Making minor, yet meaningful changes to your lifestyle can help you become a significantly healthier and happier person. Our health expert shares five tips on sleep, nutrition and fitness to help you achieve these goals.
"Why does she look and feel so good? I think I want what she's having!" If you find yourself thinking like this it might be time to adopt some new habits.
Your body needs some sugar to function, but Canadians, who consume the equivalent of 26 teaspoons of the sweet stuff every day, are probably overdoing it. We break down what too much sugar does to your body, and how you can cut back.
Good news for those with sweet tooths: Glucose is our main source of fuel, so, yes, we actually do need sugar in our diets. But don't get too excited— they're not all alike.
"All carbohydrate-containing foods, whether candy, pop, fruit, vegetables or grain products, break down into glucose in our bloodstream," says Patricia Chuey, a Vancouver-based registered dietitian. "But our bodies respond differently when we get sugar from nutrient-dense, fibre-rich foods, eaten as part of a balanced meal that contains protein, compared to 'empty' calories from zero-nutrient, fibre-less foods."
Those carb-heavy, low-nutrient foods cause our blood-sugar, or glucose, levels to spike, triggering the release of insulin in response. One of insulin's jobs is to move glucose from the blood to our liver, muscle and fat cells for storage, and when there's more in our bloodstream than what our bodies need for energy, it can end up as stored fat—"even though fat, per se, wasn't consumed," says Chuey. That's partially why excess sugar consumption is linked to fatty liver disease, as well as Type 2 diabetes and heart disease. Fibre-rich, nutrient-dense foods, on the other hand, break down more slowly, so they don't cause as much of a blood-sugar spike, or the resulting weight gain.
That doesn't mean you have to skip your favourite sweet indulgences entirely. What we know today is that moderation is key—a little sugar won't hurt you.
But, for the most part, Canadians are not consuming a little sugar. According to Statistics Canada, on average, 22 to 26 percent of our total daily caloric intake consists of sugar. Put another way, that's an average of 110 grams, or 26 teaspoons, per day. And it's not just how much; experts are also concerned about where it comes from.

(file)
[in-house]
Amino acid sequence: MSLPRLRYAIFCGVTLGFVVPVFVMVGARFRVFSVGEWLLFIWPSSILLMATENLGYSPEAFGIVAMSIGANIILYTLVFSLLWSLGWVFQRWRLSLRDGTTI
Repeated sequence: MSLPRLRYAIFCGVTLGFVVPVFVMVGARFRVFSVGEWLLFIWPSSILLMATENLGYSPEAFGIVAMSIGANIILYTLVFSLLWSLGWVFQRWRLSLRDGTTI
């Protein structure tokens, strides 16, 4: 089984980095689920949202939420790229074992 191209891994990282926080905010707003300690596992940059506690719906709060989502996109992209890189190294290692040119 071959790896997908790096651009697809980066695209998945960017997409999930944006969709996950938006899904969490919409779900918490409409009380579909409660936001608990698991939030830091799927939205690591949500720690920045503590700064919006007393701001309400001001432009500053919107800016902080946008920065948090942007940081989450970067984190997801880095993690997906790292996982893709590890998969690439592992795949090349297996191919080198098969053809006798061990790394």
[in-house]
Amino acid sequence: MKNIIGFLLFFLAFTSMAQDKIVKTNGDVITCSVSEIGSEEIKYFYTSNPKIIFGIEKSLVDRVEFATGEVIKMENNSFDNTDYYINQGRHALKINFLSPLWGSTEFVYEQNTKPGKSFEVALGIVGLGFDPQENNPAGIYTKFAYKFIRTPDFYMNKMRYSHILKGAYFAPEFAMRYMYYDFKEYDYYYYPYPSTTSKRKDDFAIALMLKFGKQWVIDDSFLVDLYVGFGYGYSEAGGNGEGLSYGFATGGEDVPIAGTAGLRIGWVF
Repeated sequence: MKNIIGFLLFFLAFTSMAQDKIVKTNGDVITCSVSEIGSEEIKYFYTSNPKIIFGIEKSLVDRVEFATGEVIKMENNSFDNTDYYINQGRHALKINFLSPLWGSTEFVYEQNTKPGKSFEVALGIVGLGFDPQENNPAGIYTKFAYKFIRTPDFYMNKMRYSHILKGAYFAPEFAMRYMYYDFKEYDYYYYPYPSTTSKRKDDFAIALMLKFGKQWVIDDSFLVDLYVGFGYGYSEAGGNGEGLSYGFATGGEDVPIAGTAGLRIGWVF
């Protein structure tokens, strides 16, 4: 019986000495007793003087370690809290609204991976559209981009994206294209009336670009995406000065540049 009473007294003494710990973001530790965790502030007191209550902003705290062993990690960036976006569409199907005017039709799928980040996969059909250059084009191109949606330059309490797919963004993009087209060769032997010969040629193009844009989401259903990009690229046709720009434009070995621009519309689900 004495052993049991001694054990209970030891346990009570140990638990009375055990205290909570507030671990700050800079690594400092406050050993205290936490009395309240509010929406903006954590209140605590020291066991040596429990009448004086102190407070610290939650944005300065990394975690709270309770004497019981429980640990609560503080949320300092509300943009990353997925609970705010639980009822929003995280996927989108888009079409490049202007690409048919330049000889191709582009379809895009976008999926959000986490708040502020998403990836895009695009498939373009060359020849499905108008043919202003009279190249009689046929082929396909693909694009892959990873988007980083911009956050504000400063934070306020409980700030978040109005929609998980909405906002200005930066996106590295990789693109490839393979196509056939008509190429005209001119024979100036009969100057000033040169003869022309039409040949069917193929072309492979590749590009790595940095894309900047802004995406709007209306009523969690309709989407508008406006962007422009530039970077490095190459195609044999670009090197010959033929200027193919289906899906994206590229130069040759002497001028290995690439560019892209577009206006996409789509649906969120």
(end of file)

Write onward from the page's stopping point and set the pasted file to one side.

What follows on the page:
"Whole foods that are sweet, like fruit, can be good sources of vitamins, minerals and fibre, which can contribute to overall health," says Gita Singh, a research assistant professor at the Friedman School of Nutrition Science and Policy at Boston's Tufts University.
It's added sugar, regardless of the source, that's the problem. You'll find it in processed foods, such as many breads, soups, salad dressings and pasta sauces. And then there's pop, sports drinks and fruit drinks, which experts collectively refer to as sugar-sweetened beverages (SSBs). These drinks are among the top causes of obesity and its attendant ailments, which include heart disease, Type 2 diabetes, certain types of cancer and other chronic diseases. In fact, Singh coauthored a report published in the medical journal Circulation that estimates SSB consumption is partially responsible for the diabetes-, cancer- and cardiovascular disease–related deaths of 1,600 Canadians each year.
The fact that SSBs are a leading source of excess sugar in our diets is galling but encouraging. That's because the solution is straightforward: Stop, or at least cut back on, drinking them.
Chuey says you can further reduce the added sugar in your diet by avoiding convenience foods that list sugar (or maltose, corn syrup, cane sugar or honey) among the first three ingredients; swap your caramel macchiato for a latte; and top plain yogurt with fresh fruit. The less sugar you consume, the less you'll end up craving.